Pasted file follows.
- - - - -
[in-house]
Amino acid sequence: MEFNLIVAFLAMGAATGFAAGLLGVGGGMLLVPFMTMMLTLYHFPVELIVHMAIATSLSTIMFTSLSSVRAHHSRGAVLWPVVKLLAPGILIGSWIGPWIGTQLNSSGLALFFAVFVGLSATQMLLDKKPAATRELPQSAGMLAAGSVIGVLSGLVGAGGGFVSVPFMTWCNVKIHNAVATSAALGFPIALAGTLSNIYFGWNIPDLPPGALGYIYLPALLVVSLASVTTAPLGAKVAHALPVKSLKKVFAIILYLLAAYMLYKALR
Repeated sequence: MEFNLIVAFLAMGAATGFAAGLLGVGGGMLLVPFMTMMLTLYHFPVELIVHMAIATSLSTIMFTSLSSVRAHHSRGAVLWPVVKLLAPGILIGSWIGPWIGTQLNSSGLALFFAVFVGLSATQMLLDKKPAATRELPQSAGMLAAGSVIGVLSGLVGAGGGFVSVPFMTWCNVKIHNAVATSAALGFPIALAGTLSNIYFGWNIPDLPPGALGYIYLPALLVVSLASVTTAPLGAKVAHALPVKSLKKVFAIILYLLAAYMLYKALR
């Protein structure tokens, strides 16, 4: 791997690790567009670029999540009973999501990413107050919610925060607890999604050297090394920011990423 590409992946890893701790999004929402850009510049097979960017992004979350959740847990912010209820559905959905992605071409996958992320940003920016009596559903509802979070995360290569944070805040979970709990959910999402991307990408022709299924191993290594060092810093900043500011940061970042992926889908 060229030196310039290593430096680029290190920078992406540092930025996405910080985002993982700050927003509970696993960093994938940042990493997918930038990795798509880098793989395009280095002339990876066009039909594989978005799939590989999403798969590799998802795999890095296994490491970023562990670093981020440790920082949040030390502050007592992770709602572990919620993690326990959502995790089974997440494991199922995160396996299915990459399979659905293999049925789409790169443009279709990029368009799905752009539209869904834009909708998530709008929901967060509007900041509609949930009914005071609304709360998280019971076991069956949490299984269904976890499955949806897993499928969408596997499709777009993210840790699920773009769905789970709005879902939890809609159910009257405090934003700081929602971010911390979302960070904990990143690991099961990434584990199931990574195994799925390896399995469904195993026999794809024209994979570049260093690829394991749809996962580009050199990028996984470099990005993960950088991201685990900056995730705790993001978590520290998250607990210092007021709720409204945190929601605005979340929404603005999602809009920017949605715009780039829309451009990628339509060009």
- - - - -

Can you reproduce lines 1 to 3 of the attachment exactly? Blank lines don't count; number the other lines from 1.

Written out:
[in-house]
Amino acid sequence: MEFNLIVAFLAMGAATGFAAGLLGVGGGMLLVPFMTMMLTLYHFPVELIVHMAIATSLSTIMFTSLSSVRAHHSRGAVLWPVVKLLAPGILIGSWIGPWIGTQLNSSGLALFFAVFVGLSATQMLLDKKPAATRELPQSAGMLAAGSVIGVLSGLVGAGGGFVSVPFMTWCNVKIHNAVATSAALGFPIALAGTLSNIYFGWNIPDLPPGALGYIYLPALLVVSLASVTTAPLGAKVAHALPVKSLKKVFAIILYLLAAYMLYKALR
Repeated sequence: MEFNLIVAFLAMGAATGFAAGLLGVGGGMLLVPFMTMMLTLYHFPVELIVHMAIATSLSTIMFTSLSSVRAHHSRGAVLWPVVKLLAPGILIGSWIGPWIGTQLNSSGLALFFAVFVGLSATQMLLDKKPAATRELPQSAGMLAAGSVIGVLSGLVGAGGGFVSVPFMTWCNVKIHNAVATSAALGFPIALAGTLSNIYFGWNIPDLPPGALGYIYLPALLVVSLASVTTAPLGAKVAHALPVKSLKKVFAIILYLLAAYMLYKALR